The second part of the arts curriculum, which is all about reflecting, responding and analyzing the arts, can be a bit of a bore. Some of the resources available are structured so that a teacher plays a CD and the students listen to a piece of music and complete a chart in response. This type of activity is a good way to evaluate students’ initial reaction and description of the elements of the music. It is also are a great way of informing the teacher about the prior knowledge that the students already have. However, I have not found these types of activities to be successful in capturing a deep level of analysis and interpretation. I have also never heard a student cry out in glee about the prospect of completing one of these activities.
To really get students to analyze music and critically reflect about what they are hearing, students need to engage with the piece of music more than one time. But how do you keep their attention and focus over multiple listening experiences? The answer is do activities that are fun and have built in time for changing thoughts and opinions.
Ceiling Flashlight show.
This first Unit stemmed from an idea that was presented in a workshop by the OMEA president Gena Norbury.
The students create light shows on the ceiling of the classroom to go along with a classical piece of music. You can buy small hand held flashlights for fairly cheap and take some Sharpies and colour the lens with a variety of colours. Next, turn off your lights, lie down and watch the ceiling light up! I usually create one example with the class where we identify all the elements of music that we hear, the form of the music and our initial reaction. We then choose the colour, formation and shape we want our light show to take so it matches the music. We test it out and come back and change it until we are happy with the end result.
Next, the students are responsible for identifying the form, elements, and initial reaction to their own piece of music and for creating their own light show to perform for the rest of the class. I would rate this as my favorite unit for a grade 4 or 5 class to develop their listening skills. Each group listened to their piece dozens of times through their preparation. This really allowed them to develop opinions, thoughts and feelings about the piece of music.
Each group should have access to their own music player for their piece (yes, this is noisy) and I block out my windows in my class during this unit. When the students designed their own light shows in the past they used Bizet- Toreador Song , Beethoven- 5th symphony ,Prokofiev- Romeo and Juliet (Montagues and Capulets), Vivaldi- Four seasons- fall. You can really use any music that has an easy form to follow and fairly straightforward elements to identify.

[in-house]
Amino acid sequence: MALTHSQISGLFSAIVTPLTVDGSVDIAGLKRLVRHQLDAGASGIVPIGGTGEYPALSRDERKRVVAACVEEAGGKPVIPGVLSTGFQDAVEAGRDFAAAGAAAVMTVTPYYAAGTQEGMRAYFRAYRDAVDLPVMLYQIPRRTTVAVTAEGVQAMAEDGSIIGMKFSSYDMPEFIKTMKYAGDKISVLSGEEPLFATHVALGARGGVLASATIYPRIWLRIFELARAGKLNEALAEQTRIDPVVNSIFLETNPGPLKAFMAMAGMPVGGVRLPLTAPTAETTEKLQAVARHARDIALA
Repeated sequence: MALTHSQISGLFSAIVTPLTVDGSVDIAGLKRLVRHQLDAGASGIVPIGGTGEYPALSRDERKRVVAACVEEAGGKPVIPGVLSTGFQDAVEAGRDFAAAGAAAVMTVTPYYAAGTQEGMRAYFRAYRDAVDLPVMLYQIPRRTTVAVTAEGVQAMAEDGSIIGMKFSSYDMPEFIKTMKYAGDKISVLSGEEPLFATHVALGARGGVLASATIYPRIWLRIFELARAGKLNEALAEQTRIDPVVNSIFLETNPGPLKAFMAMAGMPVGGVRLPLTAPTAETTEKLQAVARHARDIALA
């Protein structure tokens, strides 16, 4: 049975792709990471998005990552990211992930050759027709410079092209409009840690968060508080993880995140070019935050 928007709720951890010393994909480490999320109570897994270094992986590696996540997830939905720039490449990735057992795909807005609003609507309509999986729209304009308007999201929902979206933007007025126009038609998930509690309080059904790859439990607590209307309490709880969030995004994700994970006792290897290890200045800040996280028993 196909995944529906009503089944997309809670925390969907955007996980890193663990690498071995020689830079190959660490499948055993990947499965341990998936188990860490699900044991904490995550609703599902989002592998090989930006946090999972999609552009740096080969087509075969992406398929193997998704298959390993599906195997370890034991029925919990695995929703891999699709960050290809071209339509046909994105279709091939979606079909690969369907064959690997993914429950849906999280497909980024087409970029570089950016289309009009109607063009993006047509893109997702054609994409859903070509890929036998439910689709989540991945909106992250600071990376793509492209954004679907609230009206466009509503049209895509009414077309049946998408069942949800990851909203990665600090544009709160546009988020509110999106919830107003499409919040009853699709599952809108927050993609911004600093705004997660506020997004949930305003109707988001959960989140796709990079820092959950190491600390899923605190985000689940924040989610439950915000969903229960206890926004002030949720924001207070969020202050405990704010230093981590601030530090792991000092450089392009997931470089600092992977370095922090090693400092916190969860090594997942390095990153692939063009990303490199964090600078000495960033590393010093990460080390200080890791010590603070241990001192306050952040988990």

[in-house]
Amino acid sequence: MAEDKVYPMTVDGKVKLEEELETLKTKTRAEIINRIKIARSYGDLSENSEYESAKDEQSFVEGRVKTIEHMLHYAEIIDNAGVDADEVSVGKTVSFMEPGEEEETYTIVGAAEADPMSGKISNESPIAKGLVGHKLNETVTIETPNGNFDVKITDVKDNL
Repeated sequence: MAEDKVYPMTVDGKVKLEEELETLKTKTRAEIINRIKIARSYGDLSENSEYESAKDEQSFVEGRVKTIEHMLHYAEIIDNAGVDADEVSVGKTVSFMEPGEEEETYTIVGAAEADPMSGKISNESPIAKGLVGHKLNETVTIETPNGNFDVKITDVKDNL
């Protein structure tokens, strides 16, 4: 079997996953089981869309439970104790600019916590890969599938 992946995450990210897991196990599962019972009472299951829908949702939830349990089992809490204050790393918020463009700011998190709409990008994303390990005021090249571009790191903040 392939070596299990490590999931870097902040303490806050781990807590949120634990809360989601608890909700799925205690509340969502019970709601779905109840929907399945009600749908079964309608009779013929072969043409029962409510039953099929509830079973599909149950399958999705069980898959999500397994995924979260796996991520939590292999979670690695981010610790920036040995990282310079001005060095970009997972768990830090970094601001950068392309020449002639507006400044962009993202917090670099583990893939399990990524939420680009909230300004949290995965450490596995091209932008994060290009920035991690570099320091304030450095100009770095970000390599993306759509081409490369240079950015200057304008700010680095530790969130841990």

Create a story that demonstrates the music.
I start this lesson with a jigsaw activity where each group becomes an expert on one music term. Each group receives one of the posters from the music room and reviews it and quizzes the other members in the group. Afterwards, I reorganize the groups so that there is an expert on each vocabulary term in the each new group. Their first job is to listen to the music and share their initial reaction to the music using some of the vocabulary they have just learned. If groups are having trouble, I approach them and ask some simple guiding questions such as “What is the feeling of the music? What does the music bring to your mind?” We share some of our thoughts in a whole group discussion and then each group decides on a story that the music could be telling. The group then begins to act out the story with mime to try and capture the feelings and themes of the music. Students share their creations with the class and I have students give feedback. Each group goes back and revises their initial creation. My favourite piece of music to use for this activity is anything John Williams but especially “Close Encounters of the Third Kind”. That long crescendo to the very loud accented note make the kids laugh every single time.
Draw it and pass it on.
Have students listen to piece of music and have them draw whatever the music makes them think of. At a certain point have everyone in the room switch papers with someone else as the music continues. The next person continues the pictures by adding their own ideas. Make one more switch and have the final person add colour to the piece of art. When students are able to do this task successfully use a piece of music that clearly changes feeling in the middle. This allows the pictures to evolve as they are passed around.
My students tell me that these are some of their favourite activities all year.